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I Might Learn More from a Fish

Installation consist of 28 Variable Sizes of Drawings: Watercolor, Pigment, and Ink on Cotton Paper, 2024 

In the 1880s, British colonial forces introduced Water hyacinth, a free-floating perennial aquatic plant, to Egypt. This invasive species was transported on ships from South America and used as an ornamental plant in the British settlement along the Nile shore. The Water hyacinth exhibited rapid growth and spread throughout almost all aquatic habitats in the Nile ecosystem, posing a threat to the existence of various native species, such as the elephant fish and the Nile Tilapia. Over time, native fish developed defense mechanisms to survive, resorting to brutal tactics to resist the encroachment of water hyacinth.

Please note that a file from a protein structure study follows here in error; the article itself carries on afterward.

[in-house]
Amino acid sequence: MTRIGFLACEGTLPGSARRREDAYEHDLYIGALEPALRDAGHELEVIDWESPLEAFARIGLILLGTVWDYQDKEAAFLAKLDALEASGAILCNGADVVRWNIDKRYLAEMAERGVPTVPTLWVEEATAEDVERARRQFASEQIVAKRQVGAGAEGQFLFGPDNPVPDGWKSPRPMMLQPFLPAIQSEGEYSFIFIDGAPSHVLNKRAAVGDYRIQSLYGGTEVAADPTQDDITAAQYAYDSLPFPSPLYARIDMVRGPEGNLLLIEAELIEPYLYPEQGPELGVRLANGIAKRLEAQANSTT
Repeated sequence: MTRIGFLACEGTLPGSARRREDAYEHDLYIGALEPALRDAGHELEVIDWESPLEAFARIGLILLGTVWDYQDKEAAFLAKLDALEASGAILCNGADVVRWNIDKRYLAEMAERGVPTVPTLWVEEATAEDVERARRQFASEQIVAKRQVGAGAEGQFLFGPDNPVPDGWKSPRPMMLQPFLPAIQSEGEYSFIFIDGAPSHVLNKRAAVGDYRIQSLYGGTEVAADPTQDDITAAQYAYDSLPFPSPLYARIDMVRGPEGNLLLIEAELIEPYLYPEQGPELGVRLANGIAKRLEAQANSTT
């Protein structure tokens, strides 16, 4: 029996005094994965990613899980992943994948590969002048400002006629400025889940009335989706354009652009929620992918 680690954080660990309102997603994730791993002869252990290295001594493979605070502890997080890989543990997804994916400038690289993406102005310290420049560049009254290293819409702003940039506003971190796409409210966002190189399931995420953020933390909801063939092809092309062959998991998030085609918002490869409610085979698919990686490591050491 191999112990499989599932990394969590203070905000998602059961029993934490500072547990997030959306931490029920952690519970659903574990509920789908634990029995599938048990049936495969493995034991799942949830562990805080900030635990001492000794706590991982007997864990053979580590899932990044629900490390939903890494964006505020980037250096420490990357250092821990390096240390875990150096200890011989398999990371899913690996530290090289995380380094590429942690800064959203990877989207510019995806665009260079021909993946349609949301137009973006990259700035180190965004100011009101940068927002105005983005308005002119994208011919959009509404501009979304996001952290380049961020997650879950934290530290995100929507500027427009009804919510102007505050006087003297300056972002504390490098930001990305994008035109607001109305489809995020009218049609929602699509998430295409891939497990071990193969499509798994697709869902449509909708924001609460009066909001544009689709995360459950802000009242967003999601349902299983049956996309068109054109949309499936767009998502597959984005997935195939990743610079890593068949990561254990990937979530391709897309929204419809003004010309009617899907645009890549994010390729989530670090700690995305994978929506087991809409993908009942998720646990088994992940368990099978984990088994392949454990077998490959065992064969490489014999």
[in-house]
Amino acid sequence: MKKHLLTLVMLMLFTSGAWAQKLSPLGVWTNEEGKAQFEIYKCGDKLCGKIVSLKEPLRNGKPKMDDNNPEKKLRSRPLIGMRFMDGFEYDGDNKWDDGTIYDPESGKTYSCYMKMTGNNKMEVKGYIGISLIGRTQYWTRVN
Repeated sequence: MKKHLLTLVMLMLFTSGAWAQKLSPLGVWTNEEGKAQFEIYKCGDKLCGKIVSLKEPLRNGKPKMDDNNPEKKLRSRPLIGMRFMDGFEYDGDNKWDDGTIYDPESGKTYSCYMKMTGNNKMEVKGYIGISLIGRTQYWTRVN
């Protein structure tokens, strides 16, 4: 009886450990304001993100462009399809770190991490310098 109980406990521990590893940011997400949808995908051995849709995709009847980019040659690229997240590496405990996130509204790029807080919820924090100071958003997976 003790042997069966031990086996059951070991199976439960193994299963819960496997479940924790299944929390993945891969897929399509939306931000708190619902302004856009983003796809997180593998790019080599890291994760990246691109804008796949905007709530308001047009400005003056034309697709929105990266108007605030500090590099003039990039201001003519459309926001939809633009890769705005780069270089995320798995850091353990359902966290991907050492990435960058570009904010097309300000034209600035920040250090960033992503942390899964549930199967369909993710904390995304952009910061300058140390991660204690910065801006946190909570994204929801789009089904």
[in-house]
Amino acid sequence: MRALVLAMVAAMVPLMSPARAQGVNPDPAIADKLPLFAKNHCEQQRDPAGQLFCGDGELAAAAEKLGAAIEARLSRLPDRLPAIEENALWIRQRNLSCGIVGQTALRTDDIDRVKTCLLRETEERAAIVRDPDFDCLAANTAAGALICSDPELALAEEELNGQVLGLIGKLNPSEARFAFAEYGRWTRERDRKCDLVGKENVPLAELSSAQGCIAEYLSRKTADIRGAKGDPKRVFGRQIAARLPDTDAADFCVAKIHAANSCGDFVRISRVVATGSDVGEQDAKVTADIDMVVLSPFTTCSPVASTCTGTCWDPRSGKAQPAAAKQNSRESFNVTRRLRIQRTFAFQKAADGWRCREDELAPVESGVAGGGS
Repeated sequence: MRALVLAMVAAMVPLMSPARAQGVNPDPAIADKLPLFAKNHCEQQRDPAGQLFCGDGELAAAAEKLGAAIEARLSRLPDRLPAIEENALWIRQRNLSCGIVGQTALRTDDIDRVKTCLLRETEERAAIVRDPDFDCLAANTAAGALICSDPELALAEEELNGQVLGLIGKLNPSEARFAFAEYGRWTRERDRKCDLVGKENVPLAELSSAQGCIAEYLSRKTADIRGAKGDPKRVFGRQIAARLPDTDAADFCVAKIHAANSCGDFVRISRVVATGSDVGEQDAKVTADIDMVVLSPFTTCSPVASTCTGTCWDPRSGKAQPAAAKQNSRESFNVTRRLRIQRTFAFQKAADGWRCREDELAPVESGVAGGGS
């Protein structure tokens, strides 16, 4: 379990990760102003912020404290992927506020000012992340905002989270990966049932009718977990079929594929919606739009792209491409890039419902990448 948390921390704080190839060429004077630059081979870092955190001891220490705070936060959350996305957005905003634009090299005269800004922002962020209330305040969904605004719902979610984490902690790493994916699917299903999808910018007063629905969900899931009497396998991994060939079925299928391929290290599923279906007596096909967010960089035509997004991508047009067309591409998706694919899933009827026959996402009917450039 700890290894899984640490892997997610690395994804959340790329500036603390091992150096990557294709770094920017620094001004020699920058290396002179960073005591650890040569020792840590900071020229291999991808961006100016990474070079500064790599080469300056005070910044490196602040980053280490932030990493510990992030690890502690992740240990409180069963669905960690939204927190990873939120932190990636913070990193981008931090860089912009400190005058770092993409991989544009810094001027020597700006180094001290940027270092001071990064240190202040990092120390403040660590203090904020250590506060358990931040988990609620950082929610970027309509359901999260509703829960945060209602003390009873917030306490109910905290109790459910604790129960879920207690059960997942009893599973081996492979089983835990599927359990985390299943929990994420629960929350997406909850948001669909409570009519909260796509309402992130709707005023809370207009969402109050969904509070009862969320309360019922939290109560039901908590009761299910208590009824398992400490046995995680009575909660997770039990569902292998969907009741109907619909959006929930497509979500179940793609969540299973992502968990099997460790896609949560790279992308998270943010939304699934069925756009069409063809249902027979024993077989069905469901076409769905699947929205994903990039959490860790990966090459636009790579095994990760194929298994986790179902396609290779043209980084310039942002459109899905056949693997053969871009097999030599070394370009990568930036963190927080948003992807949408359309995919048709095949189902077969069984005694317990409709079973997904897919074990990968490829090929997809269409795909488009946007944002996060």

The speculative drawings in this project depict a landscape shaped by conflicts within biomechanical system of invasive and indigenous morphed species, juxtaposed with remnants of humanity's past. Through weaving a fictional narrative the work contemplates the concept of a landscape of brutality as an image reflecting and rethinking the notions of subjective violence, resistance, and brutality at a micro level, providing a consideration of a non-human perspective as a learning model.